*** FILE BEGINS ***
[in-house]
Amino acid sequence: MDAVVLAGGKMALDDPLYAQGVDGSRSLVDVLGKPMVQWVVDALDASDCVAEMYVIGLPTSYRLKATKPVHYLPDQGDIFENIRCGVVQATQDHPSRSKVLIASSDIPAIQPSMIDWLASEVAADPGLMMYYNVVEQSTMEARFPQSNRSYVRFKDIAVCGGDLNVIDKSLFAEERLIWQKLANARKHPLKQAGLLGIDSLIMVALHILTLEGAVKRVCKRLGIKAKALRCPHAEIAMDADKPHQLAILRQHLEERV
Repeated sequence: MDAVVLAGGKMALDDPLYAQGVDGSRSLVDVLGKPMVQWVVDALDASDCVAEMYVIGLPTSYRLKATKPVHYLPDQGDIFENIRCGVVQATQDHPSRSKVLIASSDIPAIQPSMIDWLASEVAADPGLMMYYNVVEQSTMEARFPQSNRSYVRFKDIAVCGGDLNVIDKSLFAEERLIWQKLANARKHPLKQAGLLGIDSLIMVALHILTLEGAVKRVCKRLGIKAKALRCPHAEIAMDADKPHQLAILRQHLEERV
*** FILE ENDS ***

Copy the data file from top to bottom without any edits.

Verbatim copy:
[in-house]
Amino acid sequence: MDAVVLAGGKMALDDPLYAQGVDGSRSLVDVLGKPMVQWVVDALDASDCVAEMYVIGLPTSYRLKATKPVHYLPDQGDIFENIRCGVVQATQDHPSRSKVLIASSDIPAIQPSMIDWLASEVAADPGLMMYYNVVEQSTMEARFPQSNRSYVRFKDIAVCGGDLNVIDKSLFAEERLIWQKLANARKHPLKQAGLLGIDSLIMVALHILTLEGAVKRVCKRLGIKAKALRCPHAEIAMDADKPHQLAILRQHLEERV
Repeated sequence: MDAVVLAGGKMALDDPLYAQGVDGSRSLVDVLGKPMVQWVVDALDASDCVAEMYVIGLPTSYRLKATKPVHYLPDQGDIFENIRCGVVQATQDHPSRSKVLIASSDIPAIQPSMIDWLASEVAADPGLMMYYNVVEQSTMEARFPQSNRSYVRFKDIAVCGGDLNVIDKSLFAEERLIWQKLANARKHPLKQAGLLGIDSLIMVALHILTLEGAVKRVCKRLGIKAKALRCPHAEIAMDADKPHQLAILRQHLEERV